Author: David Levithan
Release date: August 28, 2012
Source: Publisher provided through Netgalley
Buy the book: Barnes & Noble | Amazon | The Book Depository
Every day a different body. Every day a different life. Every day in love with the same girl.Going into Every Day I had both high expectations and low expectations. How does that happen, you ask? I'll tell you! I was absolutely and completely in love with the description of the book. I couldn't get over the idea of someone stuck in a new body every day, but with the continuance of loving the same girl through them all. I don't know how you could not love that! BUT, my only other experience with David Levithan is Nick and Nora's Infinite Playlist, which I absolutely hated. Yep. So you can see why I was of two minds. Every Day took the route of my high expectations, though it didn't follow what I expected in the least.
There’s never any warning about where it will be or who it will be. A has made peace with that, even established guidelines by which to live: Never get too attached. Avoid being noticed. Do not interfere.
It’s all fine until the morning that A wakes up in the body of Justin and meets Justin’s girlfriend, Rhiannon. From that moment, the rules by which A has been living no longer apply. Because finally A has found someone he wants to be with—day in, day out, day after day.
I'm going to have a hard time explaining how I feel in this paragraph, I think. Someone might dislike me for saying this, but hey, this is my blog and I'm allowed to state my opinion. I didn't like that A didn't associate with a gender. This is the biggest thing I disliked. Honestly. YES, I understand the point, that we aren't necessarily defined by our genders (or shouldn't be), since love certainly doesn't. But I felt like it was hard to get a grasp on A without this, this could be because A needed more defining characteristics other than being nice and switching bodies every day. Or it could be because I'm a terrible person. Either one will work for me.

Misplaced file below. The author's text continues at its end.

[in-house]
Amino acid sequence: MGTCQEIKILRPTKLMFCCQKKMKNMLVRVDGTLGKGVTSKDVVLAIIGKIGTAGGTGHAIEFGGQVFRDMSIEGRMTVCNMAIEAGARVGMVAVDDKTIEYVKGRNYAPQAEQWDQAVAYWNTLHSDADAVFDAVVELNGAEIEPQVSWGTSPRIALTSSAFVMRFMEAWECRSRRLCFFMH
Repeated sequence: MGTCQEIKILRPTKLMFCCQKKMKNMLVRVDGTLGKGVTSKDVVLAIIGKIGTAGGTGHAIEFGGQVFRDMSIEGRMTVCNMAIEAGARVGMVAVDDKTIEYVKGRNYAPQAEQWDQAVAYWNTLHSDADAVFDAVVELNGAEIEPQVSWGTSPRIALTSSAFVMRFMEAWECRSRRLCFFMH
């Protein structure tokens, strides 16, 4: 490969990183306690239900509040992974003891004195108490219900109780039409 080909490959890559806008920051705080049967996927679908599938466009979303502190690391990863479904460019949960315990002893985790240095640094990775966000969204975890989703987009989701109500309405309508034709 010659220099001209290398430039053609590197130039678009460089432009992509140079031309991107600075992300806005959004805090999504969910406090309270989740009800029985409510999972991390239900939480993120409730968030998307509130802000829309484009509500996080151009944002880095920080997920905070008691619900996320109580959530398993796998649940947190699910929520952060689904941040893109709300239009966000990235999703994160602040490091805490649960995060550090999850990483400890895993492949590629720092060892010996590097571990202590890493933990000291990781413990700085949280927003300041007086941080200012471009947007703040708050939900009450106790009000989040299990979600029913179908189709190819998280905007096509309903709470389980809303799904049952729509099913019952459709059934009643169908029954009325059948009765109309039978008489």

Otherwise, other than the ending that made me sad, I found this to be an utterly fascinating book. The idea is unbelievably awesome and I was always curious to see who A woke up as each morning. I wanted to know how A was going to reach Rhiannon and how they could possibly make such an impossible situation work. I liked seeing repercussions of A's interference in the host's lives, even though A tries to not leave a mark. (I am having the hardest time writing sentences without him/her and he/she. Gosh darn you David Levithan!) And while the ending was not what I'd wish, it made sense and it really would have ruined the book if I got my way. :) Though I don't think I'd complain.
I'm not afraid to admit reading Every Day genuinely made me uncomfortable at times, in more ways than one. This is not a sensation I'm used to, but isn't one I'm averse to. I like to expand my horizons. The kind of books David Levithan writes are not generally my kind of thing, so it's a bit of a stretch for me. It takes consideration and a truly engaging story for me to enjoy their kind. Luckily, Every Day hit the mark.
Risk a paper cut? Even if contemporaries aren't your thing, I'm glad I read Every Day and I think you will be too.